It was a snowy January, and I was going through my first evaluation cycle at the fertility clinic to determine the cause of my infertility.
At this point we had been trying to conceive for about a year, with three positive pregnancy tests resulting in three miscarriages occurring between four and six weeks. I was tired from feeling every emotion possible, every month, at an intensity I hadn’t experienced before in my life, and I had no idea getting and staying pregnant could be this hard. I was ready for some answers. And I had hope for the first time in awhile. Someone was finally taking the situation as seriously as I was.
The findings: Uterus was clear. Tubes were clear. Blood work showed elevated prolactin (the hormone responsible for lactation), which was causing my irregular cycles. The cause remains a mystery.
The treatment: I was given medication for the high prolactin and sent on my merry way. After a few weeks I was given the go ahead to continue trying to become pregnant. My cycles were still irregular, but I was told there wasn’t much that could be done about that. I was still having five or so days of spotting before my period started, but there was no explanation for that, either. We were candidates for IVF — our best chance of conceiving and having a full-term pregnancy, we were told. But I didn’t have $15,000 to spend, so we passed. Plus, I couldn’t buy into that idea quite yet. Something still felt wrong with my cycles.
I decided to meet with a different doc in the clinic for a second opinion. He reviewed my labs as I sat nervously in my chair, and he immediately said, “You have elevated TSH, which means your thyroid is slightly underactive.” Guess what — our thyroids are responsible for all the metabolic processes in our bodies, including hormone production and the symphony that is our reproductive system! He said it was in the normal range for the general population, but for someone trying to conceive it was a red flag. AH! Finally! (Lesson learned? Advocate for yourself! Ask questions and listen to your gut when something doesn’t feel right.)
They assured me that synthroid would normalize my cycles, making it easier to determine ovulation. I went to visit my primary doc to explore the cause of my underactive thyroid, and she diagnosed me with Hashimoto’s disease. She upped my synthroid, and soon after, my cycles normalized. Voila!
Along the way, I had another positive pregnancy test with a period to follow, so I begged my fertility specialist for progesterone supplements to have on hand. He agreed. (Again, be informed, listen to your gut, and ask questions, ladies. We have to be active participants in our medical care.)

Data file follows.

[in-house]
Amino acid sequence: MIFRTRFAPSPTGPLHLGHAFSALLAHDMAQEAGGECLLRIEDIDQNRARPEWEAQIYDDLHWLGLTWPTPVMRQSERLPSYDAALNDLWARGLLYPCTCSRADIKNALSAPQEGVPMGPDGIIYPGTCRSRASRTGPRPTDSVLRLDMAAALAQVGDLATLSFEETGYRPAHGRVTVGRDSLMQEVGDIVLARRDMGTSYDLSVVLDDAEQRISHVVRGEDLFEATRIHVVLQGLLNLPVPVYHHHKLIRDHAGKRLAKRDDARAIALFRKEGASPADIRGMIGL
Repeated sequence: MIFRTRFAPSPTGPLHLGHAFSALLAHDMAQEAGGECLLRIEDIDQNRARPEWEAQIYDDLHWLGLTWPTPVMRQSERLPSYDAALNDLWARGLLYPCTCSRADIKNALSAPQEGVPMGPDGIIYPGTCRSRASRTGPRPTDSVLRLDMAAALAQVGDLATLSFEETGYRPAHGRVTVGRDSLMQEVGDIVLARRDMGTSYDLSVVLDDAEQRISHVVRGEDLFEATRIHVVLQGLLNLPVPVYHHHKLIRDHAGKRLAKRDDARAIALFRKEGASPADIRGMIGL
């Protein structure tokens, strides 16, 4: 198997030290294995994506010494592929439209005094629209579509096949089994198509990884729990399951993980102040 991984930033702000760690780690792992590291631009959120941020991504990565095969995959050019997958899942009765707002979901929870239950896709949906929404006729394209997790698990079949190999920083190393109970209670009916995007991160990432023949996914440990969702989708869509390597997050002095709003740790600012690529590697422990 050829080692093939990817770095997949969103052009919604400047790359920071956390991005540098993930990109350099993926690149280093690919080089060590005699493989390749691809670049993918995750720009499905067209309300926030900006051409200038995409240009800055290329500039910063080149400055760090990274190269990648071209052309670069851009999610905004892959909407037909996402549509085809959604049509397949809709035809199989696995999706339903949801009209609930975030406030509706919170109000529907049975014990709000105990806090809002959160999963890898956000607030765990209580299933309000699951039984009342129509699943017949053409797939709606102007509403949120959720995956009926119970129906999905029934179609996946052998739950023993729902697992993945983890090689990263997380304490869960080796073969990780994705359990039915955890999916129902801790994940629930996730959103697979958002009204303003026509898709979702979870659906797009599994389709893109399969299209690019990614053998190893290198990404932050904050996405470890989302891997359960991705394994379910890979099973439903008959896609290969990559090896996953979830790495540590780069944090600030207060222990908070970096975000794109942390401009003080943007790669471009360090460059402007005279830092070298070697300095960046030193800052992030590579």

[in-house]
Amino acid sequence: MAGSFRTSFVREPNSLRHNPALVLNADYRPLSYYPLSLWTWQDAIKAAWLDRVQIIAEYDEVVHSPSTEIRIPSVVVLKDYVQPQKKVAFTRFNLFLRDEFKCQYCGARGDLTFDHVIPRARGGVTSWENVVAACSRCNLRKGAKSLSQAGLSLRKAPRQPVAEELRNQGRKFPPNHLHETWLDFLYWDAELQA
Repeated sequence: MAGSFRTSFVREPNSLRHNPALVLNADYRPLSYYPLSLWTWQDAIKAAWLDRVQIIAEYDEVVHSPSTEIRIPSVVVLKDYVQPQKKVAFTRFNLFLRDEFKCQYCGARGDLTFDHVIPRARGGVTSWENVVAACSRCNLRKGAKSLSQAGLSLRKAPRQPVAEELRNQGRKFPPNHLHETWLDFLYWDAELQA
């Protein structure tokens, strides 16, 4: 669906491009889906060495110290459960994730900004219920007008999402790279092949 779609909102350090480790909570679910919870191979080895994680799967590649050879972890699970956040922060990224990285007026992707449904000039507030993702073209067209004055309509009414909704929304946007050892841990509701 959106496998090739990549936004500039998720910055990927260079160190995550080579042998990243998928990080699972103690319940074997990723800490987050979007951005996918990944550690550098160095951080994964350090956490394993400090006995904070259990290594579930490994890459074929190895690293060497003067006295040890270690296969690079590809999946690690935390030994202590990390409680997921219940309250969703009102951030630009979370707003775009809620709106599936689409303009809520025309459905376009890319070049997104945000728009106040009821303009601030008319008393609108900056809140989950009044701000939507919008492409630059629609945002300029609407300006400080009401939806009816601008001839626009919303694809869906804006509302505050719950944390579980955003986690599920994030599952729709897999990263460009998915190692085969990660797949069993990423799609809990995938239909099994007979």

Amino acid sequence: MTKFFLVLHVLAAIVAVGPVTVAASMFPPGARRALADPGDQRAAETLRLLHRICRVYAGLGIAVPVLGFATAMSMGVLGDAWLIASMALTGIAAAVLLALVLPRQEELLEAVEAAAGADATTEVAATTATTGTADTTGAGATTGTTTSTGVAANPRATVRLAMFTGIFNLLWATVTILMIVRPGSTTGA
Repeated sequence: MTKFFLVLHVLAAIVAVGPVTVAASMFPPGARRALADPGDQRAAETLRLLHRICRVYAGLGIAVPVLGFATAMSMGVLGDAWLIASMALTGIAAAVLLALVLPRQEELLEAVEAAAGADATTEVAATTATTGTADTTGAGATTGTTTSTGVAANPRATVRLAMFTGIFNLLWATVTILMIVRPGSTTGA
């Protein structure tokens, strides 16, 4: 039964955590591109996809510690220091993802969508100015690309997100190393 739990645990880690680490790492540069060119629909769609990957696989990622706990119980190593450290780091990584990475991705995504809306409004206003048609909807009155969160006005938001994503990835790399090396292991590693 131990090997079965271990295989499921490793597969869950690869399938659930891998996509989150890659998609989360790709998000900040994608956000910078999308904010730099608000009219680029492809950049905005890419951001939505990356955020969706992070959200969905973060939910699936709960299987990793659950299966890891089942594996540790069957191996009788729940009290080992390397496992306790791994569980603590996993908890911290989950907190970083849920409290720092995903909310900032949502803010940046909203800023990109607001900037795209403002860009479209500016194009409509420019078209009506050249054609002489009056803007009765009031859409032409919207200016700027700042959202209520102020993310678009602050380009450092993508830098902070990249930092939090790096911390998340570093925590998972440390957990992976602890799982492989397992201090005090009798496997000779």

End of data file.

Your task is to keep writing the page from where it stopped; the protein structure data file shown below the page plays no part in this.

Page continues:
We were now two years in to trying to conceive, and I realized that if I didn’t get off the emotional rollercoaster soon, my marriage and sanity were at risk. Getting pregnant had become my sole focus. I was depressed, and my life felt small and empty — it revolved around my menstrual cycle, and my mood was directly correlated to which day of my cycle it was. I’d had enough.
So in an effort to shift my focus, I decided to get a second job. I had the time, and I desperately needed to focus on something I could actually have influence over.
I started my new job, and guess what — I got pregnant that month! As soon as I got the positive pregnancy test I began administering the progesterone supplements. Six weeks… a heartbeat! Ten weeks… she has arms and legs! And 13 weeks… first trimester is over! I stayed pregnant. It didn’t even feel real.
When you have lost a baby, whether it’s a ball of cells, an embryo, fetus, or whatever, it is incredibly painful, and everyone experiences this loss in their own way. When you have experienced that kind of loss, it makes future pregnancies that much more uncertain. It makes pregnancy an even bigger mental game. During my pregnancy I was able to, a day at a time, balance my fears and anxieties with hope and excitement. Some days better than others. Honestly, I was, and still am shocked that my body was able to create and grow this amazing tiny being.
I’m grateful and very much in awe of my body’s ability to do such an amazing and miraculous thing, but in this relatively short journey through infertility, I learned a valuable lesson. I learned that my ability to get and stay pregnant was part luck, part science, part planning, part medical intervention, part self-care, and a lot of letting go. It had zero to do with my worthiness as a woman, my organizational skills, my desire to have a child, or the universe’s appraisal of my ability to be a good enough mother.
Ironically, as I write this I am experiencing yet another miscarriage. This time we saw a heartbeat at 7 weeks but just days later lost the pregnancy. I’m very sad for this loss, but I don’t view this as my body hating me or the universe judging me as an unfit mother. I’m not beating myself up for doing anything wrong or, worse, BEING anything wrong. I see this as bad luck. It sucks and it’s sad, but I’m not going to make it worse by creating feelings of shame and guilt on top of the horrible pain that comes with losing something that just a second ago was all yours.
I will give my body the rest it needs and try again in a few months. I would love to add to our little family, but I certainly don’t have to prove to myself or society that I am worthy as a woman by bearing another child. It’s freeing when we don’t attach our self-worth to things that have nothing to do with our self-worth, doesn’t it?